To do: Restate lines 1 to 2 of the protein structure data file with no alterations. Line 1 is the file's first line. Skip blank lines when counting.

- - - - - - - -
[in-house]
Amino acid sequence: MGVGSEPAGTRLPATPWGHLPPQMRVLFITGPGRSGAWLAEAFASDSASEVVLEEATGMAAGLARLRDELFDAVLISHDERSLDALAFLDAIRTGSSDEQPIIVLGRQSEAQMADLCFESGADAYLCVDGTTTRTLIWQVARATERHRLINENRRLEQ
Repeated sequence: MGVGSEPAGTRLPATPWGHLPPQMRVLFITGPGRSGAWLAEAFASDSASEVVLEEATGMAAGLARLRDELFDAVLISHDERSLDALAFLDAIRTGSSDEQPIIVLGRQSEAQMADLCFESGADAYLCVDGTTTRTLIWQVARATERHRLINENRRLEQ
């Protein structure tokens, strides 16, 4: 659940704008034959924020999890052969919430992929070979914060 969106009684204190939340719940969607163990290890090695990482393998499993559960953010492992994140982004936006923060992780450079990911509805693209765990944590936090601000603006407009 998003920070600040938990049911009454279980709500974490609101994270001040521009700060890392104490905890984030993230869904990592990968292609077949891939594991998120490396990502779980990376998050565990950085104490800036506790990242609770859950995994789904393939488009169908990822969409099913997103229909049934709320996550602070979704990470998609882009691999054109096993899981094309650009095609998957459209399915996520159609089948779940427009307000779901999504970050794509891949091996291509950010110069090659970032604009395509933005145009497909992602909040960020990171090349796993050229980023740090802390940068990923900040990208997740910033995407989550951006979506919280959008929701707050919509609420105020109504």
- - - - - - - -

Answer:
[in-house]
Amino acid sequence: MGVGSEPAGTRLPATPWGHLPPQMRVLFITGPGRSGAWLAEAFASDSASEVVLEEATGMAAGLARLRDELFDAVLISHDERSLDALAFLDAIRTGSSDEQPIIVLGRQSEAQMADLCFESGADAYLCVDGTTTRTLIWQVARATERHRLINENRRLEQ